Controversy Can Work - When Well-Managed

Which books belong in the hands of students? Classics of undisputed literary value? Books of a known moral quantity? Provocative works that will promote lively discussion? Feelings about what's appropriate vary so widely in the United States that the required reading list at one school could be the banned book roster at another.

Judith Krug, director of the Office for Intellectual Freedom of the American Library Association in Chicago, says she's noticed recently that books by authors like John Steinbeck and Nathaniel Hawthorne - long considered classics in some school districts - are receiving growing numbers of challenges in others. "It's a more conservative climate in the last few years," she says.

Solange Bitol, legislative counsel on First Amendment issues for the American Civil Liberties Union, says she's often amazed and sometimes amused by what gets banned - including Cinderella and Snow White, barred recently from one prekindergarten class because parents thought the idea of getting married and living happily ever after promoted an unrealistic and unhealthy fantasy for young girls. When it comes to reading material, schools are governed by school boards, and school boards generally defer to parents, Ms. Bitol points out. "Never underestimate the power of a small, well-organized group of parents," she says.

"Kids have a natural talent for argument," says Gerald Graff, professor of English and education at the University of Chicago. Rightly directed, Professor Graff insists, that talent can become a powerful intellectual tool, helping students to organize their thoughts and to learn to enjoy intellectual give-and-take.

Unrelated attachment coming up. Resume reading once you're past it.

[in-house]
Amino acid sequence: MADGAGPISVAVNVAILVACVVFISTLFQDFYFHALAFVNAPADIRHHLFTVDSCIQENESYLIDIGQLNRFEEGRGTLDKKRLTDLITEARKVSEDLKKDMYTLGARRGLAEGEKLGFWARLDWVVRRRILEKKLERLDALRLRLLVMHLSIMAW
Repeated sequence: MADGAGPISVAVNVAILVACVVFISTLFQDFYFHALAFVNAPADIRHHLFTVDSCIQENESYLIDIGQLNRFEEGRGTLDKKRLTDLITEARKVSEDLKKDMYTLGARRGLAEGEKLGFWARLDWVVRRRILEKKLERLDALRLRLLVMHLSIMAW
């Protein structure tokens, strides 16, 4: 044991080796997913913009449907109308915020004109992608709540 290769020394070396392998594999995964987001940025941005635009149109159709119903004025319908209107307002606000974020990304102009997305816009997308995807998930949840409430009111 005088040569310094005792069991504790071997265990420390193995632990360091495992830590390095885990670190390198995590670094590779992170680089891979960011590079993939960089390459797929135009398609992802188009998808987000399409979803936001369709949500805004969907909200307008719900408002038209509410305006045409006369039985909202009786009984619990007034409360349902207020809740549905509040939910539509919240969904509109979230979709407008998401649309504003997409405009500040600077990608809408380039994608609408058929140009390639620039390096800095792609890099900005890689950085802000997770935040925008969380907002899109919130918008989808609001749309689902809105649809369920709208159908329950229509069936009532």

But making sure the discussion remains rational and meaningful is the teacher's job, Graff says. Here are some suggestions he has for making the most of controversial topics:

* Write. Discussions will be more rigorous and disciplined if students are asked to write on the topic before coming to class.

* Always assign critical readings for the students to look at alongside the main text. But don't overwhelm them; choose something short and clear that will help them understand what it means to criticize a text.

* Don't be afraid to be formal. Structure can help keep discussion rational rather than emotional. Graff sometimes hands out a form to help students formulate their thoughts before a writing project.

* Speak or write to another class discussing the same topic. Use the Internet. Turn the dialogue into a cross-class or even cross-school event.

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